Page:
Saturdays @ 10PM

Fiesta! is devoted to Latino concert music and presents artistically significant compositions from Latin America, Spain and Portugal to listeners. The creative force behind this series is Elbio Barilari, an acclaimed composer, musician, performer and professor at the University of Illinois at Chicago. The Uruguayan-born Barilari says, "Fiesta! features the hottest Latin-American music from the 16th to the 21st centuries."


Chamber Tango:  Tango was born around 1880 in Buenos Aires and Montevideo as dance music, but by the 1940s it was introduced to the concert hall.  Since then, tango has inspired many composers to write concert music for this globally popular dance.  We will feature some of the masters of tango including Astor Piazzolla, Luis Pasquet and Anibal Troilo.


Colonial Music from Latin America:  The vast treasure of colonial music coming from the archives of cathedrals from Brazil to California and from Peru to Mexico City has become a favorite among Fiesta's listeners.  Join us for a visit to the Baroque and Gallant music produced on this side of the Atlantic.


Dia de los Muertos (Day of the Dead):  Dia de los Muertos, or Day of the Dead, has inspired music in the Latin America culture throughout history.  Often confused with Halloween in America, the Day of the Dead is about the honoring and paying tribute to one's ancestors.  On this episode of Fiesta we will explore music that celebrates the many facets of this holiday.


Roberto Sierra, Composer:  Puerto Rican Roberto Sierra is one of the most important living composers of classical music. Sierra's work draws from the twentieth century avant-garde and the nineteenth century romantic traditions alike and synthesized his European and Latino influences. Host Elbio Barilari will pick some of his favorite pieces from this composer's vast catalogue, including his Caribbean Rhapsody.


The "Other" Joaquin Rodrigo:  The tremendous popularity of Concierto de Aranjuez has made of Joaquin Rodrigo almost a "one piece composer" or a "composer for the guitar," which cannot be further from the truth.  In this program, Fiesta reviews vocal, piano and chamber music by this fantastic composer.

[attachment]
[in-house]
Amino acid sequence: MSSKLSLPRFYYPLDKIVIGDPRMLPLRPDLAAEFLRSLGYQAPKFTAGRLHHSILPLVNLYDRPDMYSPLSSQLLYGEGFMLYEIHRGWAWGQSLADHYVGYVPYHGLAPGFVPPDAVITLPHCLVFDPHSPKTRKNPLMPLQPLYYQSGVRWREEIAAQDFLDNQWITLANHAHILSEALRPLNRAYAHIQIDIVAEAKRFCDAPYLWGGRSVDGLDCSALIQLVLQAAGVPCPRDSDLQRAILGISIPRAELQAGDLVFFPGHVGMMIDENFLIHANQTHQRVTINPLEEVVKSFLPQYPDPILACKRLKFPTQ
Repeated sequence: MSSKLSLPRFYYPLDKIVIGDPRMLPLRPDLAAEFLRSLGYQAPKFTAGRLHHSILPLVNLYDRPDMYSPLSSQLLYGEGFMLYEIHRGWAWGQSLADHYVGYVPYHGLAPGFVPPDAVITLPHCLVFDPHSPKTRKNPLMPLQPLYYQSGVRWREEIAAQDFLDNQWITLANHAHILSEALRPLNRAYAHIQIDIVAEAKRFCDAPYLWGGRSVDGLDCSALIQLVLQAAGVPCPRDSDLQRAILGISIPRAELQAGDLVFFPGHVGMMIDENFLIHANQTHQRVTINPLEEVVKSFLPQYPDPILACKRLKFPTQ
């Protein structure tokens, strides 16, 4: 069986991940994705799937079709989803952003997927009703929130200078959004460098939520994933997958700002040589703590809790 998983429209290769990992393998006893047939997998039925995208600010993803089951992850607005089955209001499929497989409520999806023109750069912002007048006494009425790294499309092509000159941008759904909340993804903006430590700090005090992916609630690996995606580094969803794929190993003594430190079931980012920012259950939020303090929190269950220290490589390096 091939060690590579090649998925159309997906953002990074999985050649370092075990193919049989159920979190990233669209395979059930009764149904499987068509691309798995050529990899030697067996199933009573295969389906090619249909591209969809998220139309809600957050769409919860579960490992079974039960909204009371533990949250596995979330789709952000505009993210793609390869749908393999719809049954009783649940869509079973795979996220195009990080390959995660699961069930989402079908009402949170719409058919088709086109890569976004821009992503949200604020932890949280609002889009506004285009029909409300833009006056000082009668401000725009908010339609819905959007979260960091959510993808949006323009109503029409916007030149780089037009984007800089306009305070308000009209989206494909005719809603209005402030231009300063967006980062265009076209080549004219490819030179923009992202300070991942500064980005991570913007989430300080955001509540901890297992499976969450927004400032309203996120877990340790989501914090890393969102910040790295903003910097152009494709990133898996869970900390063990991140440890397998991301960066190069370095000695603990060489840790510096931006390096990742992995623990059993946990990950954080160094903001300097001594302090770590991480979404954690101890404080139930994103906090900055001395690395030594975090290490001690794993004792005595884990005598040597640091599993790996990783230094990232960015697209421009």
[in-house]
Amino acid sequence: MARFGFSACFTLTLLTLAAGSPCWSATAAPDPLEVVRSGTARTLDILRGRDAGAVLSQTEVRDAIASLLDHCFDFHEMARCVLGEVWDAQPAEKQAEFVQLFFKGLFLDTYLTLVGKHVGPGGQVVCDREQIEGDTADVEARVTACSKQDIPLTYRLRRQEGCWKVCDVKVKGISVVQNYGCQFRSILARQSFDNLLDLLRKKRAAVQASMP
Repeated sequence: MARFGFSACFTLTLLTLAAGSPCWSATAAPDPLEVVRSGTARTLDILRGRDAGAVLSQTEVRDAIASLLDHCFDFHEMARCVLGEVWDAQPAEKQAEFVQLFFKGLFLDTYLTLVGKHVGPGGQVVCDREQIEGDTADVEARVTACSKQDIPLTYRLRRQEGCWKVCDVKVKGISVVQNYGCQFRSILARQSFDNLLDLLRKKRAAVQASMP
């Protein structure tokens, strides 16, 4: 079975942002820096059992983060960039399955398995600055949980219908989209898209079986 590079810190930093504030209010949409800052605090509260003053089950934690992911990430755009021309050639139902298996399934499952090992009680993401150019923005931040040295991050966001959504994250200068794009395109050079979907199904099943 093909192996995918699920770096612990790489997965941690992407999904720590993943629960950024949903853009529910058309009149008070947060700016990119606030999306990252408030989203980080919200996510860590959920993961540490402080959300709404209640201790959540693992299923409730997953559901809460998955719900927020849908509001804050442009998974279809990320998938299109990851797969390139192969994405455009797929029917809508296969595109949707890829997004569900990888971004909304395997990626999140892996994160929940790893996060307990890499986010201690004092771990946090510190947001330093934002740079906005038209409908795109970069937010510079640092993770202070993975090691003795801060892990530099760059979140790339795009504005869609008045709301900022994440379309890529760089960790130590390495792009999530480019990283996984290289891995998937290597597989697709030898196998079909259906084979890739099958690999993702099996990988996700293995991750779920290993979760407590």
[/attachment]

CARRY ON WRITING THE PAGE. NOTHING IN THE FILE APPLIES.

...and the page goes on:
100 years of La Cumparsita:  Considered the anthem of tango music and one of the most popular tunes in history, La Cumparsita was composed in 1917 by Uruguayan pianist Gerardo Matos Rodriguez and premiered in Montevideo by the Argentine Orchestra of Roberto Firpo.  Since then, it has become the alternate national anthem of both countries and one of the most recorded pieces of all times.  We celebrate the 100 year anniversary of this song with music by Gerardo Matos Rodriguez and some very interesting versions of La Cumparsita.


The Latin American Express:  Elbio Barilari takes you on a musical tour of Latin America.  Featuring symphonic, chamber and vocal works, we will make stops in Brazil, Argentina, Chile and Colombia. All aboard the Latin American Express!


Lost but Not Forgotten:  Throughout history, some composers reached immense popularity but were quickly forgotten, many times for reasons unknown. On this episode of Fiesta, we will remember some of the lost composers of Latin America and share some of their greatest music.


Music after Jorge Luis Borges:  The great Argentine writer Jorge Luis Borges exerts a particular fascination on composers from different parts of the world.  In this case, we will feature works based on Borges' narrations by composers such as Mario Lavista (Mexico), Diego Vega (Colombia) and Enric Riu (Catalonia/Spain).  Also, in 1965 Astor Piazzolla and Jorge Luis Borges released an LP with the title El Tango in which the champion of New Tango put music to Borges' poetry.


Latin American Christmas Carols:  A selection of villancicos, or Christmas carols, from Spain and Latin America will be featured on this Christmas themed program from Fiesta.  Join us for music that spans several centuries and a great diversity of influences and traditions.


Latin American Mix Tape:  Fiesta presents a selection of favorite works since the beginning of the program. We will feature some of the most important classical music of Latin America from the sixteenth to the twenty-first century.